Go to the Globe and Mail homepage

Jump to main navigationJump to main content

Doug Saunders

Privatizing the royals Add to ...

Of course we'll all tune in to Her Maj on Saturday morning. Her annual cascade of verbal bromides will tumble from the speakers, colouring the air with that bizarre but somehow hypnotic accent, as we glaze our hams and uncork our brandies in placid indifference.

For what is our head of state but just that, some harmless background noise? The speech reassures us each year, be it mirabilis or horribilis, that all is well with the state, that the mechanisms of government are undergirded by a ruling figure of consistently bland passivity.

Unlike the Queen's Canadian subjects, the British at least enjoy the comforts of knowing they control her purse strings and thus some authority over her family's activities. As a result of heroic acts over the past 370 years, the British people have kept their monarch on a short leash.

But we have entered a dangerous new season in which those old certainties have dissolved.

When Britain's Conservative-Liberal coalition government announced its austerity budget in the fall, there was a small clause that essentially privatizes the Royal Family and turns them into uncontrollable profiteers who are almost obligated to take a political role.

As James Boxell of the Financial Times noted this week, it's a change that "could turn back Britain's constitutional clock by 250 years." It was King George III, bankrupted by wars and bribes, who struck a deal with Parliament in which he surrendered the Crown Estate in exchange for an allowance from Parliament known as the Civil List, whose value is adjusted every 10 years. From that day, the monarchy became a taxpayer-funded project.

And it's been most generously funded. George himself had the government settle debts of £3-million, a fortune in today's sums; this year, the Queen collected almost £40-million, of which £8-million was her Civil List allowance. (The government pays an extra £50-million for her security.)

Under the new system, the Queen and her descendents will simply collect a share of whatever revenue they can earn from the Crown Estate, and whatever businesses they can operate from the Estate. This is projected to start at £30-million a year.

These properties don't actually belong to the Queen or her children. They're property of the British people, who - in the midst of the worst fiscal crisis in half a century - are denied their considerable revenues because they've been entrusted to the Windsors by agreement.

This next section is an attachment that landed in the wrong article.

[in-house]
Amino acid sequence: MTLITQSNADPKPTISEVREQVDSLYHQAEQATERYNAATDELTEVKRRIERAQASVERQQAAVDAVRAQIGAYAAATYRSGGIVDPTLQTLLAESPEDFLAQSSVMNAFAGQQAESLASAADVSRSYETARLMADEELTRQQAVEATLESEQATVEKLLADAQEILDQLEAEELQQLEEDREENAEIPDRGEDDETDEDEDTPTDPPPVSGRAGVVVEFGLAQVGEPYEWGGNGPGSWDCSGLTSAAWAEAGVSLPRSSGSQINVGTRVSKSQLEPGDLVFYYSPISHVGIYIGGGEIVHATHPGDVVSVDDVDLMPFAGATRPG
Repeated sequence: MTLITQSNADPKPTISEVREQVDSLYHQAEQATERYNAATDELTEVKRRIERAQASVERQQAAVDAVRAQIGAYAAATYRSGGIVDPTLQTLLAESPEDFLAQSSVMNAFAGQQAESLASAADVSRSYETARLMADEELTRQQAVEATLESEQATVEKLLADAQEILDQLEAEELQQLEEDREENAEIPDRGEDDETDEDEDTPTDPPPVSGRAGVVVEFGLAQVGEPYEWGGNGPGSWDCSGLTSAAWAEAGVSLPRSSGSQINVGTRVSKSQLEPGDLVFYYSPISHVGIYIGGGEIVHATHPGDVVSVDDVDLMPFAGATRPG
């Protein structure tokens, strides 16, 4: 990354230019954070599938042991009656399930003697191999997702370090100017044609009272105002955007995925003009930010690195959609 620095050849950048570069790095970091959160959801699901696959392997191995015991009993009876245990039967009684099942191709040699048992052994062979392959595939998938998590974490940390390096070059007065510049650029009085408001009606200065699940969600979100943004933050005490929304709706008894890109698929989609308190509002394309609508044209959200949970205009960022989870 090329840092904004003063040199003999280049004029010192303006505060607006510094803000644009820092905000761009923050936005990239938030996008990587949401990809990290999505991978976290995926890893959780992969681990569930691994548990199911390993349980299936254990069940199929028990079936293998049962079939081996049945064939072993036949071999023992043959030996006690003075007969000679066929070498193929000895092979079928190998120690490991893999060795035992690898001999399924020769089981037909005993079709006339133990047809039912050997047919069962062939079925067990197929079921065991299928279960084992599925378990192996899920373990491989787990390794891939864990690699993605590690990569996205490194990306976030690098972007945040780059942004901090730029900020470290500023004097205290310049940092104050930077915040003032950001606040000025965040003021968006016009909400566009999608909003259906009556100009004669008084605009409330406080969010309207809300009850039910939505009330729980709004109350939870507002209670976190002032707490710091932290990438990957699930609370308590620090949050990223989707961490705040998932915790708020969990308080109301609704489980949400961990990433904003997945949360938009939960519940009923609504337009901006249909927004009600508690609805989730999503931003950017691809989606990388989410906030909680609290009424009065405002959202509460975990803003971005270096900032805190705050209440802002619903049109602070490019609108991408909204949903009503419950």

This was Prince Charles's idea. As a future monarch, he doesn't take money from the Civil List but has turned his own gift, a £650-million land package known as the Duchy of Cornwall, into a hugely profitable enterprise. His company's high-end sausages, sauces and herbal "medical" products, produced on public land for which he pays nothing and by a company that's exempt by charter from corporate tax, fill the supermarket shelves of England; and his investment and property-development portfolio has become a powerful force.

Charles received £16.5-million from the Duchy in the year ended March 31, 2010, according to its annual report; the organization also pays his personal staff of 110 people, including his valets, his servants and his wife, as salaried employees. When he takes over the throne, he will inherit (without paying any inheritance tax) his mother's estate, the Duchy of Lancaster, which paid the Queen rental incomes of £13.2-million last year. And, of course, he'll be able to expand his business empire into the Crown Estate.

There are two problems: It puts the royals outside of public control (although they'll be audited, they'll effectively be private business people). And because they're business people rather than grant recipients, they'll have an inevitably political interest in the success of their enterprises.

We've already seen Charles overstep these bounds on several occasions, lobbying ministers on behalf of his offbeat architectural, pseudo-medical and agricultural interests (usually successfully). This week, conservative columnist Max Hastings, previously a stalwart of the monarchical right, broke ranks and declared in the Daily Mail that Charles had become far too political and entrepreneurial to serve the role of a neutral and independent head of state.

The new system turns Charles's political meddling into a permanent institution in the House of Windsor. The last time a King Charles put his business interests ahead of the state, the result was the world's first criminal trial of a head of state by his people, and he was duly punished. Once again, we will have to be vigilant.

Follow on Twitter: @dougsaunders

 

In the know

Most popular video »

Highlights

More from The Globe and Mail

Most Popular Stories